The Power of Invitation

By: Jeff Abell

Most of us have experienced not being invited to things. It’s not a good feeling. We tell ourselves that we would never do that to someone else, but invariably we do. Other times we understand we can’t be invited to an event because they don’t have enough room, but we still wish we would have made the list – like a friend’s wedding. Sometimes we have prior commitments and wouldn’t be able to attend but we still would have appreciated the invitation.

A simple invitation – from asking someone to get ice cream with you to inviting them to stand beside you at your wedding – can be very powerful.

For young people who are navigating the murky waters of real life and social media life, invitation is the currency du jour. When a teenager isn’t invited to a party or when their close friends hang out without them, they know almost immediately through Snapchat, Instagram or Twitter. Feelings of exclusion, that they are unwanted, that they have no value, that no one likes them – these follow quickly when people are denied invitations over and over, or sometimes even just once.

Three of Youth Resources student leaders started a weekly pick-up game of baseball this summer. At first, it was all male and all young people. By week two they had invited some of YR’s male staff members. By week three they had invited more peers, some of whom weren’t affiliated with YR. This week some of our female student leaders were live texting their first baseball experiences.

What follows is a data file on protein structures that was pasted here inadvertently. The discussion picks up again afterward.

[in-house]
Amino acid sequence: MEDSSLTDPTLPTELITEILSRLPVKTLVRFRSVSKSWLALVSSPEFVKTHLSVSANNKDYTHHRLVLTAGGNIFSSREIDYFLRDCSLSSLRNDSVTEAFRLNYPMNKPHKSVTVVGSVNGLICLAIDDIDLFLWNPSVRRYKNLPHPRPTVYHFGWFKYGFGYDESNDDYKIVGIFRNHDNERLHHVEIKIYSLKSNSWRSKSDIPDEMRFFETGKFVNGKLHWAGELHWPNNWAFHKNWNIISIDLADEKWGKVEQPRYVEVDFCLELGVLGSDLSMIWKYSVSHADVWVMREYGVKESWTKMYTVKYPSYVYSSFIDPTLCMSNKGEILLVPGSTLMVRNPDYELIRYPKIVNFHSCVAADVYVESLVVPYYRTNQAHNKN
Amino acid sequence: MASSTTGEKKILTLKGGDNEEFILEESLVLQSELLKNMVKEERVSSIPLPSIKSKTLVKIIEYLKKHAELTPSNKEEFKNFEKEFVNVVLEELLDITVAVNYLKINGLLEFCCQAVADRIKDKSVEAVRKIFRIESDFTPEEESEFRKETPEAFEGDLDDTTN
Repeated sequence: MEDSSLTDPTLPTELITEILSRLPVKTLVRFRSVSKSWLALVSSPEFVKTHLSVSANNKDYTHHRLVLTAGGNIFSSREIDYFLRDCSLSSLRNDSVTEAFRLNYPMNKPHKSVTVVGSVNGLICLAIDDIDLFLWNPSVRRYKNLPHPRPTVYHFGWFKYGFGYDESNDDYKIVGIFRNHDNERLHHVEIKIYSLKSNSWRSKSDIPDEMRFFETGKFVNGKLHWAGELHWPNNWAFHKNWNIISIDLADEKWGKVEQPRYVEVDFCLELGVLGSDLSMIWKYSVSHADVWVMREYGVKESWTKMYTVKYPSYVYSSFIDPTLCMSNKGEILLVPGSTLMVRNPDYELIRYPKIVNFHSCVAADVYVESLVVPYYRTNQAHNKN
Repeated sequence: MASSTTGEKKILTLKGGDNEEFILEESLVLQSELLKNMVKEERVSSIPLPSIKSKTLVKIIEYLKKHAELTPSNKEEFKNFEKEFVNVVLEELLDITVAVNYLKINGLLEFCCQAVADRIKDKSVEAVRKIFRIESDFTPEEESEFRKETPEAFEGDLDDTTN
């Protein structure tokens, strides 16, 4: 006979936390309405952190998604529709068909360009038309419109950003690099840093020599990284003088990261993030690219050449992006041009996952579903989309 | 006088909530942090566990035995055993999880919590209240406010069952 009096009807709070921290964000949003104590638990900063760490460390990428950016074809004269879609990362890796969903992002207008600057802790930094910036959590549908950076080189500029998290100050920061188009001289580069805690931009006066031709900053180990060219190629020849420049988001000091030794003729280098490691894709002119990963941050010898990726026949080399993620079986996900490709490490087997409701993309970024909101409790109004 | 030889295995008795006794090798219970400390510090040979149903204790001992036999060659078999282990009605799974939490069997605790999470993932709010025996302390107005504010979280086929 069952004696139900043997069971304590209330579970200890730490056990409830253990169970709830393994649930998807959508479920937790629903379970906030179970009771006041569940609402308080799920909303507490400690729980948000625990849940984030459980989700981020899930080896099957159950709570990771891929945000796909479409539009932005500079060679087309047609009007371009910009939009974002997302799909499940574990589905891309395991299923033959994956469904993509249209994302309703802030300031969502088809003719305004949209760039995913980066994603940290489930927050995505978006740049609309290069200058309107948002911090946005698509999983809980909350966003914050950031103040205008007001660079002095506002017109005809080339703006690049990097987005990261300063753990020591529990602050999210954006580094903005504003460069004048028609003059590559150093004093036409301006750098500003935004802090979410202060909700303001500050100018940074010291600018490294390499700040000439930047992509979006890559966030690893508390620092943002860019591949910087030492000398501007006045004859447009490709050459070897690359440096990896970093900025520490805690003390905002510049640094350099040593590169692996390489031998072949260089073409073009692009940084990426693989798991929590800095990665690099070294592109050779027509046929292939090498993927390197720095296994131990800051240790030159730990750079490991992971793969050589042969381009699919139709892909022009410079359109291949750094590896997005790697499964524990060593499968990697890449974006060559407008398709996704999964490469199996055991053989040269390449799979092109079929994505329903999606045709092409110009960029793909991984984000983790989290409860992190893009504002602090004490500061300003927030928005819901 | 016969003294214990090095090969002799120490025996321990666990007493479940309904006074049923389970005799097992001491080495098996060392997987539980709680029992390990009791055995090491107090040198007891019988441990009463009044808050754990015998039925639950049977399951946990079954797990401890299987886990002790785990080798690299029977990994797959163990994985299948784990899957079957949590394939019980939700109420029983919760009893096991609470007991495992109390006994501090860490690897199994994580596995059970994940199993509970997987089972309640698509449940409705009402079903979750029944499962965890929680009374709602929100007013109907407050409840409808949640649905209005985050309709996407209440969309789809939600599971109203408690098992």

It’s profound that all these students and adults want to share their time and lives together. It’s more profound that one of them told us that the invitation to play was the most meaningful, important event in his life recently after months of feeling lonely and alone.

Life is about connection, about being seen, heard and valued. An invitation creates that connection in an instant because it shows that you care, that you want to share your time with someone and that they are important to you.

Extend an invitation to someone in your life this month – adult or young person. You might never know how much it means to them, or to you.

Jeff Abell is the Teen Advisory Council Program Coordinator at Youth Resources of Southwestern Indiana.